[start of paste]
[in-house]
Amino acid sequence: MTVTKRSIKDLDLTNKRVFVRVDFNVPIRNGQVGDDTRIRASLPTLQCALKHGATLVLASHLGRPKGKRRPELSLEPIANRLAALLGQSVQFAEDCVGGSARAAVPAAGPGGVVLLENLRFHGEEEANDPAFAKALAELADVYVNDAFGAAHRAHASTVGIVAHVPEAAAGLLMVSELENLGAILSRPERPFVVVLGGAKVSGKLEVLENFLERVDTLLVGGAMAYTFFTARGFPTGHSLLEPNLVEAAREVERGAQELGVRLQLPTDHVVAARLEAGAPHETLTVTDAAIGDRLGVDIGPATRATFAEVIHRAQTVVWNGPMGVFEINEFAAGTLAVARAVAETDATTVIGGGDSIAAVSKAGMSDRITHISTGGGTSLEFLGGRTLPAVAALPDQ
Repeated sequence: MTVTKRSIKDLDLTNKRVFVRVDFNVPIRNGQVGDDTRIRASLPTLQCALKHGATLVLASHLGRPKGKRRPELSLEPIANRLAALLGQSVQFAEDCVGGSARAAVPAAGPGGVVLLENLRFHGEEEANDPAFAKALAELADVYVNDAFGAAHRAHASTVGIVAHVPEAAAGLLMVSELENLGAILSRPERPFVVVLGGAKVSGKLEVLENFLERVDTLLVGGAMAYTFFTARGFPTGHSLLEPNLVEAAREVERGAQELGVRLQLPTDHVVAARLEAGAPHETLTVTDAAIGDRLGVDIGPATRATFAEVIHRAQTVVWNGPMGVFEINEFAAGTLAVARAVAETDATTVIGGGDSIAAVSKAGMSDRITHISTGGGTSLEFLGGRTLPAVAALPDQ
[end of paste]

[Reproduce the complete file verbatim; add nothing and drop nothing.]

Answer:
[in-house]
Amino acid sequence: MTVTKRSIKDLDLTNKRVFVRVDFNVPIRNGQVGDDTRIRASLPTLQCALKHGATLVLASHLGRPKGKRRPELSLEPIANRLAALLGQSVQFAEDCVGGSARAAVPAAGPGGVVLLENLRFHGEEEANDPAFAKALAELADVYVNDAFGAAHRAHASTVGIVAHVPEAAAGLLMVSELENLGAILSRPERPFVVVLGGAKVSGKLEVLENFLERVDTLLVGGAMAYTFFTARGFPTGHSLLEPNLVEAAREVERGAQELGVRLQLPTDHVVAARLEAGAPHETLTVTDAAIGDRLGVDIGPATRATFAEVIHRAQTVVWNGPMGVFEINEFAAGTLAVARAVAETDATTVIGGGDSIAAVSKAGMSDRITHISTGGGTSLEFLGGRTLPAVAALPDQ
Repeated sequence: MTVTKRSIKDLDLTNKRVFVRVDFNVPIRNGQVGDDTRIRASLPTLQCALKHGATLVLASHLGRPKGKRRPELSLEPIANRLAALLGQSVQFAEDCVGGSARAAVPAAGPGGVVLLENLRFHGEEEANDPAFAKALAELADVYVNDAFGAAHRAHASTVGIVAHVPEAAAGLLMVSELENLGAILSRPERPFVVVLGGAKVSGKLEVLENFLERVDTLLVGGAMAYTFFTARGFPTGHSLLEPNLVEAAREVERGAQELGVRLQLPTDHVVAARLEAGAPHETLTVTDAAIGDRLGVDIGPATRATFAEVIHRAQTVVWNGPMGVFEINEFAAGTLAVARAVAETDATTVIGGGDSIAAVSKAGMSDRITHISTGGGTSLEFLGGRTLPAVAALPDQ